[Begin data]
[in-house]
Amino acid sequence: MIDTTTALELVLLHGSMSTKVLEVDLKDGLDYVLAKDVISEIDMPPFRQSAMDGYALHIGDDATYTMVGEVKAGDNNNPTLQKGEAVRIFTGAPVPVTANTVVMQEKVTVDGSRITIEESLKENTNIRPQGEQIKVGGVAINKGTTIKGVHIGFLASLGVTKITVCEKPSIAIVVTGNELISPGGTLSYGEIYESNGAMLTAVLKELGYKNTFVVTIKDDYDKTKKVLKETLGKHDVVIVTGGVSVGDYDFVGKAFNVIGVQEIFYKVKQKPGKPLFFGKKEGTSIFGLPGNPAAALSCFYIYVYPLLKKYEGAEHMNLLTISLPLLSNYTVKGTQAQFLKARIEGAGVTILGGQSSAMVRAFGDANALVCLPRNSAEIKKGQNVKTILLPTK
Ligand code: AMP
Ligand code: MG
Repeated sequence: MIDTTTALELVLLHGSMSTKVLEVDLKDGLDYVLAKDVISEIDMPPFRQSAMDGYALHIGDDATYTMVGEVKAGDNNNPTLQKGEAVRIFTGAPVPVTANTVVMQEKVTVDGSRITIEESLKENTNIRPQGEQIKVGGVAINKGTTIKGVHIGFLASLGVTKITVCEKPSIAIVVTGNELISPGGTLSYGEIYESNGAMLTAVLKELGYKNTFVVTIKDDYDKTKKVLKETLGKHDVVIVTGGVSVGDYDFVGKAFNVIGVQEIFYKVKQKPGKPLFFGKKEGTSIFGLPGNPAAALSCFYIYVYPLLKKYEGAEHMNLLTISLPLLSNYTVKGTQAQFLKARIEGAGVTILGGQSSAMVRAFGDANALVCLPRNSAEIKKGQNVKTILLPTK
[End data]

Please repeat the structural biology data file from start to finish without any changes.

[in-house]
Amino acid sequence: MIDTTTALELVLLHGSMSTKVLEVDLKDGLDYVLAKDVISEIDMPPFRQSAMDGYALHIGDDATYTMVGEVKAGDNNNPTLQKGEAVRIFTGAPVPVTANTVVMQEKVTVDGSRITIEESLKENTNIRPQGEQIKVGGVAINKGTTIKGVHIGFLASLGVTKITVCEKPSIAIVVTGNELISPGGTLSYGEIYESNGAMLTAVLKELGYKNTFVVTIKDDYDKTKKVLKETLGKHDVVIVTGGVSVGDYDFVGKAFNVIGVQEIFYKVKQKPGKPLFFGKKEGTSIFGLPGNPAAALSCFYIYVYPLLKKYEGAEHMNLLTISLPLLSNYTVKGTQAQFLKARIEGAGVTILGGQSSAMVRAFGDANALVCLPRNSAEIKKGQNVKTILLPTK
Ligand code: AMP
Ligand code: MG
Repeated sequence: MIDTTTALELVLLHGSMSTKVLEVDLKDGLDYVLAKDVISEIDMPPFRQSAMDGYALHIGDDATYTMVGEVKAGDNNNPTLQKGEAVRIFTGAPVPVTANTVVMQEKVTVDGSRITIEESLKENTNIRPQGEQIKVGGVAINKGTTIKGVHIGFLASLGVTKITVCEKPSIAIVVTGNELISPGGTLSYGEIYESNGAMLTAVLKELGYKNTFVVTIKDDYDKTKKVLKETLGKHDVVIVTGGVSVGDYDFVGKAFNVIGVQEIFYKVKQKPGKPLFFGKKEGTSIFGLPGNPAAALSCFYIYVYPLLKKYEGAEHMNLLTISLPLLSNYTVKGTQAQFLKARIEGAGVTILGGQSSAMVRAFGDANALVCLPRNSAEIKKGQNVKTILLPTK